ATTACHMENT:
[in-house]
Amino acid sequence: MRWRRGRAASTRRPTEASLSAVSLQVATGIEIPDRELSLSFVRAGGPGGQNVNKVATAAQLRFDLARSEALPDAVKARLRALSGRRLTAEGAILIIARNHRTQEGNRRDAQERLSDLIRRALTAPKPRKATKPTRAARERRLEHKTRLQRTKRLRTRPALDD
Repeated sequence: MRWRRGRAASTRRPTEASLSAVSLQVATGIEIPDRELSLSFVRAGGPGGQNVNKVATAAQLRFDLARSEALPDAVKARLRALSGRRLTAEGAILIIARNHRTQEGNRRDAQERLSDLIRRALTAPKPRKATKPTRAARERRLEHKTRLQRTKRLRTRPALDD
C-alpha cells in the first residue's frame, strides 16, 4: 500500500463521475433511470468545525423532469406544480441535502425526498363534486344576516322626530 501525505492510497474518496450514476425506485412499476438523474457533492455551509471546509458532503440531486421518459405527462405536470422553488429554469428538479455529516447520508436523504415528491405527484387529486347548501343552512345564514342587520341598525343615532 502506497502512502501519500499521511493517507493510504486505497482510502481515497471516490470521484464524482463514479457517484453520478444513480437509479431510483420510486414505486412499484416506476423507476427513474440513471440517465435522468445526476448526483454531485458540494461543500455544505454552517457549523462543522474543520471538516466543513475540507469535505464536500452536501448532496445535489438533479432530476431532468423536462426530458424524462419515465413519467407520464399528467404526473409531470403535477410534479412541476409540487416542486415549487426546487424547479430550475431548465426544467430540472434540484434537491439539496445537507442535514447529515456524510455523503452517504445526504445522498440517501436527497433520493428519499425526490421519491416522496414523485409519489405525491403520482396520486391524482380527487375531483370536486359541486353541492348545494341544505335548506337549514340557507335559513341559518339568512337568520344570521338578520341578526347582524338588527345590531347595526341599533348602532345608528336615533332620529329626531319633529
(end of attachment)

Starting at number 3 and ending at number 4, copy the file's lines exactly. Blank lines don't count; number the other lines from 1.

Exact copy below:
Repeated sequence: MRWRRGRAASTRRPTEASLSAVSLQVATGIEIPDRELSLSFVRAGGPGGQNVNKVATAAQLRFDLARSEALPDAVKARLRALSGRRLTAEGAILIIARNHRTQEGNRRDAQERLSDLIRRALTAPKPRKATKPTRAARERRLEHKTRLQRTKRLRTRPALDD
C-alpha cells in the first residue's frame, strides 16, 4: 500500500463521475433511470468545525423532469406544480441535502425526498363534486344576516322626530 501525505492510497474518496450514476425506485412499476438523474457533492455551509471546509458532503440531486421518459405527462405536470422553488429554469428538479455529516447520508436523504415528491405527484387529486347548501343552512345564514342587520341598525343615532 502506497502512502501519500499521511493517507493510504486505497482510502481515497471516490470521484464524482463514479457517484453520478444513480437509479431510483420510486414505486412499484416506476423507476427513474440513471440517465435522468445526476448526483454531485458540494461543500455544505454552517457549523462543522474543520471538516466543513475540507469535505464536500452536501448532496445535489438533479432530476431532468423536462426530458424524462419515465413519467407520464399528467404526473409531470403535477410534479412541476409540487416542486415549487426546487424547479430550475431548465426544467430540472434540484434537491439539496445537507442535514447529515456524510455523503452517504445526504445522498440517501436527497433520493428519499425526490421519491416522496414523485409519489405525491403520482396520486391524482380527487375531483370536486359541486353541492348545494341544505335548506337549514340557507335559513341559518339568512337568520344570521338578520341578526347582524338588527345590531347595526341599533348602532345608528336615533332620529329626531319633529